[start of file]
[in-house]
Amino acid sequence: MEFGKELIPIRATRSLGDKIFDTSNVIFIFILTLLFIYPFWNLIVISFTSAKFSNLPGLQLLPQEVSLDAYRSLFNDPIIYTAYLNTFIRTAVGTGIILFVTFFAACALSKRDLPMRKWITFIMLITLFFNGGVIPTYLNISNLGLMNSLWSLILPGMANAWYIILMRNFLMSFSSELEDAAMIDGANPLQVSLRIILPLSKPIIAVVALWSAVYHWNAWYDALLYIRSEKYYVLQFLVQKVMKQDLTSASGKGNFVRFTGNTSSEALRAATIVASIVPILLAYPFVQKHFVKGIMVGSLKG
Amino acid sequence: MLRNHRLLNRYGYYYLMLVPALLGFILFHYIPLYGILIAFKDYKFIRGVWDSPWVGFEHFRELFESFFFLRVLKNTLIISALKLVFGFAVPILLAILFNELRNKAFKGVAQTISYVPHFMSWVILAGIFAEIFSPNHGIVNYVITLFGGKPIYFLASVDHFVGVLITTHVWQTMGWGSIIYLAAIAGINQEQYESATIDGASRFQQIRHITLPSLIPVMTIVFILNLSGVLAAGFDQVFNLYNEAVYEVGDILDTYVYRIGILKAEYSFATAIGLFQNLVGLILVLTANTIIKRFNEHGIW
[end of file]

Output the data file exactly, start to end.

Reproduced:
[in-house]
Amino acid sequence: MEFGKELIPIRATRSLGDKIFDTSNVIFIFILTLLFIYPFWNLIVISFTSAKFSNLPGLQLLPQEVSLDAYRSLFNDPIIYTAYLNTFIRTAVGTGIILFVTFFAACALSKRDLPMRKWITFIMLITLFFNGGVIPTYLNISNLGLMNSLWSLILPGMANAWYIILMRNFLMSFSSELEDAAMIDGANPLQVSLRIILPLSKPIIAVVALWSAVYHWNAWYDALLYIRSEKYYVLQFLVQKVMKQDLTSASGKGNFVRFTGNTSSEALRAATIVASIVPILLAYPFVQKHFVKGIMVGSLKG
Amino acid sequence: MLRNHRLLNRYGYYYLMLVPALLGFILFHYIPLYGILIAFKDYKFIRGVWDSPWVGFEHFRELFESFFFLRVLKNTLIISALKLVFGFAVPILLAILFNELRNKAFKGVAQTISYVPHFMSWVILAGIFAEIFSPNHGIVNYVITLFGGKPIYFLASVDHFVGVLITTHVWQTMGWGSIIYLAAIAGINQEQYESATIDGASRFQQIRHITLPSLIPVMTIVFILNLSGVLAAGFDQVFNLYNEAVYEVGDILDTYVYRIGILKAEYSFATAIGLFQNLVGLILVLTANTIIKRFNEHGIW